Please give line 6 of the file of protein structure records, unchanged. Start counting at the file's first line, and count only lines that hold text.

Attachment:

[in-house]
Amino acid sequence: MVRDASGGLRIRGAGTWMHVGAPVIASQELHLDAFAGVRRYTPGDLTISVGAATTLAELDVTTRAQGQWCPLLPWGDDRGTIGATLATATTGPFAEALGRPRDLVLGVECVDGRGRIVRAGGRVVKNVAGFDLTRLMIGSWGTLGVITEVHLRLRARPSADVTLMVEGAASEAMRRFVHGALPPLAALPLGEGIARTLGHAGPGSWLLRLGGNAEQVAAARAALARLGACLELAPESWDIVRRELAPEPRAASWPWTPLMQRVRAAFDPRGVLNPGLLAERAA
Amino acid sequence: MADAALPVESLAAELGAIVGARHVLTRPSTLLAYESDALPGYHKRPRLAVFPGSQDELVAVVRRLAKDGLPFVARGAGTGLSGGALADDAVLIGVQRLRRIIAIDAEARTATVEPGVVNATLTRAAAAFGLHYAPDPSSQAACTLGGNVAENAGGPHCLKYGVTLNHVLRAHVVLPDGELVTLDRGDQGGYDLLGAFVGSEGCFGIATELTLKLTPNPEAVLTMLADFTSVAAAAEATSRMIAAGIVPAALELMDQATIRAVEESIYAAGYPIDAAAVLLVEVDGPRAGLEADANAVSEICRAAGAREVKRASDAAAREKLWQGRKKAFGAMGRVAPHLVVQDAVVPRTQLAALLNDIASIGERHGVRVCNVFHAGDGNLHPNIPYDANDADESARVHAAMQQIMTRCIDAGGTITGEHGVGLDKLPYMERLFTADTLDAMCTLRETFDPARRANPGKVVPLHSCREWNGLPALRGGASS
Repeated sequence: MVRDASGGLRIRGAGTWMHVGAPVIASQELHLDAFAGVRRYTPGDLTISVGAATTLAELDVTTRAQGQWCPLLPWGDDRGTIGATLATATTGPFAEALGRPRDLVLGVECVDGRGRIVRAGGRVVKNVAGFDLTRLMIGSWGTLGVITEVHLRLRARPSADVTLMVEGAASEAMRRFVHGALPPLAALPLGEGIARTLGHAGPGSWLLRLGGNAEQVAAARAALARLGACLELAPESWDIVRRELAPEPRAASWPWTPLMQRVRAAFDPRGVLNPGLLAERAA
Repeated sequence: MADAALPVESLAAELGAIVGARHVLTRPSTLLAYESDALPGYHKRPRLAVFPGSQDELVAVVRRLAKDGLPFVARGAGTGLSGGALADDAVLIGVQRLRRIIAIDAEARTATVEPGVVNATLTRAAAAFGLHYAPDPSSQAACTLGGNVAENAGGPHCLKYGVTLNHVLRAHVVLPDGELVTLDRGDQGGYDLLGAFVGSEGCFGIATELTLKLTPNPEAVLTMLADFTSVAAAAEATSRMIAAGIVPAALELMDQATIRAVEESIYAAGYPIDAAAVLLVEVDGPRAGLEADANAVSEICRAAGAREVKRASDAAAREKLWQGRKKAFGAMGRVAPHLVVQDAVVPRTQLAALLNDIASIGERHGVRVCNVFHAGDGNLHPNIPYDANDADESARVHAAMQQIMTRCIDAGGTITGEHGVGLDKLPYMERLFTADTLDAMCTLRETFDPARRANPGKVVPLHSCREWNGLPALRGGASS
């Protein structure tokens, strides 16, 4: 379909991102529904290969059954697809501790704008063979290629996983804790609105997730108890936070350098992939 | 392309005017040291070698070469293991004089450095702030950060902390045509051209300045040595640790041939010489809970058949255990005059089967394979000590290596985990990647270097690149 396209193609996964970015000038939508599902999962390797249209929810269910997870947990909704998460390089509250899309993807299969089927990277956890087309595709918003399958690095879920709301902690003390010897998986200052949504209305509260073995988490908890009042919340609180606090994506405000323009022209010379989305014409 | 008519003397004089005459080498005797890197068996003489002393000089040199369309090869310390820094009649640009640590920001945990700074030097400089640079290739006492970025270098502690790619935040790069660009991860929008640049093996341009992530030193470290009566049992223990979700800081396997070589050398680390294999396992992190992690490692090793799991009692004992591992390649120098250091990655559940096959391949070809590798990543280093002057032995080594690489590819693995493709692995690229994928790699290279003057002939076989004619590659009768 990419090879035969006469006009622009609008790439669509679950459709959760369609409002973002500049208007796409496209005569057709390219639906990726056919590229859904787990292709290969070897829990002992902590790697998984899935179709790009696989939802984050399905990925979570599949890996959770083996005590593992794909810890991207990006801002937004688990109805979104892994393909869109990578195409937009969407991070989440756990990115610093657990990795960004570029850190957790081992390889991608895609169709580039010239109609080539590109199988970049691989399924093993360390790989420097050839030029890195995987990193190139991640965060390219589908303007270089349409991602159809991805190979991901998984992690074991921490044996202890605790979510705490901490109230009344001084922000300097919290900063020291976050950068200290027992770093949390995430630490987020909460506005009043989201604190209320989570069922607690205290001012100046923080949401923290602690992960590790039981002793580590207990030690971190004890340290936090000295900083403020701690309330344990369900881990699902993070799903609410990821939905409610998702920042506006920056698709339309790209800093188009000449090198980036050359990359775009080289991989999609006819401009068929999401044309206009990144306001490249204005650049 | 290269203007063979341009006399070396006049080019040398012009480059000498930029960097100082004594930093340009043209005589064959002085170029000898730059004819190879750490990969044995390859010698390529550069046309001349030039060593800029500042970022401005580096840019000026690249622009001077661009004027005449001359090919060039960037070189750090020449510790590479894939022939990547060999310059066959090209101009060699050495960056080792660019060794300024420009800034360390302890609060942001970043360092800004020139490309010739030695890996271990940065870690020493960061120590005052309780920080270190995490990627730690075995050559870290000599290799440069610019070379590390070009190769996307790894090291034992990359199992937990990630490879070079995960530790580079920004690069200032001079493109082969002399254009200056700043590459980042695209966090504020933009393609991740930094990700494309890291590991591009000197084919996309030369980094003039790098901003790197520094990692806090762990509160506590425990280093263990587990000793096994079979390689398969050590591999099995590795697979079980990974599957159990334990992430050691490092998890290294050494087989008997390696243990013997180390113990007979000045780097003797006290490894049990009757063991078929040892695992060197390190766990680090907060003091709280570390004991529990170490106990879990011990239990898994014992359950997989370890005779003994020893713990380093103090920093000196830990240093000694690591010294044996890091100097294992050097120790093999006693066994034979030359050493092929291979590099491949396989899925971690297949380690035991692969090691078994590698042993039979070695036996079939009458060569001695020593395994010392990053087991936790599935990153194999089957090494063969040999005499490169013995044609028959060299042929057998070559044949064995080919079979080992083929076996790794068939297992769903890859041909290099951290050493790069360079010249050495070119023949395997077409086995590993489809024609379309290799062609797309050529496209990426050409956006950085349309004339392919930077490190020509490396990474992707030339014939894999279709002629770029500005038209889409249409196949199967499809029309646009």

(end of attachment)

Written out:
């Protein structure tokens, strides 16, 4: 379909991102529904290969059954697809501790704008063979290629996983804790609105997730108890936070350098992939 | 392309005017040291070698070469293991004089450095702030950060902390045509051209300045040595640790041939010489809970058949255990005059089967394979000590290596985990990647270097690149 396209193609996964970015000038939508599902999962390797249209929810269910997870947990909704998460390089509250899309993807299969089927990277956890087309595709918003399958690095879920709301902690003390010897998986200052949504209305509260073995988490908890009042919340609180606090994506405000323009022209010379989305014409 | 008519003397004089005459080498005797890197068996003489002393000089040199369309090869310390820094009649640009640590920001945990700074030097400089640079290739006492970025270098502690790619935040790069660009991860929008640049093996341009992530030193470290009566049992223990979700800081396997070589050398680390294999396992992190992690490692090793799991009692004992591992390649120098250091990655559940096959391949070809590798990543280093002057032995080594690489590819693995493709692995690229994928790699290279003057002939076989004619590659009768 990419090879035969006469006009622009609008790439669509679950459709959760369609409002973002500049208007796409496209005569057709390219639906990726056919590229859904787990292709290969070897829990002992902590790697998984899935179709790009696989939802984050399905990925979570599949890996959770083996005590593992794909810890991207990006801002937004688990109805979104892994393909869109990578195409937009969407991070989440756990990115610093657990990795960004570029850190957790081992390889991608895609169709580039010239109609080539590109199988970049691989399924093993360390790989420097050839030029890195995987990193190139991640965060390219589908303007270089349409991602159809991805190979991901998984992690074991921490044996202890605790979510705490901490109230009344001084922000300097919290900063020291976050950068200290027992770093949390995430630490987020909460506005009043989201604190209320989570069922607690205290001012100046923080949401923290602690992960590790039981002793580590207990030690971190004890340290936090000295900083403020701690309330344990369900881990699902993070799903609410990821939905409610998702920042506006920056698709339309790209800093188009000449090198980036050359990359775009080289991989999609006819401009068929999401044309206009990144306001490249204005650049 | 290269203007063979341009006399070396006049080019040398012009480059000498930029960097100082004594930093340009043209005589064959002085170029000898730059004819190879750490990969044995390859010698390529550069046309001349030039060593800029500042970022401005580096840019000026690249622009001077661009004027005449001359090919060039960037070189750090020449510790590479894939022939990547060999310059066959090209101009060699050495960056080792660019060794300024420009800034360390302890609060942001970043360092800004020139490309010739030695890996271990940065870690020493960061120590005052309780920080270190995490990627730690075995050559870290000599290799440069610019070379590390070009190769996307790894090291034992990359199992937990990630490879070079995960530790580079920004690069200032001079493109082969002399254009200056700043590459980042695209966090504020933009393609991740930094990700494309890291590991591009000197084919996309030369980094003039790098901003790197520094990692806090762990509160506590425990280093263990587990000793096994079979390689398969050590591999099995590795697979079980990974599957159990334990992430050691490092998890290294050494087989008997390696243990013997180390113990007979000045780097003797006290490894049990009757063991078929040892695992060197390190766990680090907060003091709280570390004991529990170490106990879990011990239990898994014992359950997989370890005779003994020893713990380093103090920093000196830990240093000694690591010294044996890091100097294992050097120790093999006693066994034979030359050493092929291979590099491949396989899925971690297949380690035991692969090691078994590698042993039979070695036996079939009458060569001695020593395994010392990053087991936790599935990153194999089957090494063969040999005499490169013995044609028959060299042929057998070559044949064995080919079979080992083929076996790794068939297992769903890859041909290099951290050493790069360079010249050495070119023949395997077409086995590993489809024609379309290799062609797309050529496209990426050409956006950085349309004339392919930077490190020509490396990474992707030339014939894999279709002629770029500005038209889409249409196949199967499809029309646009």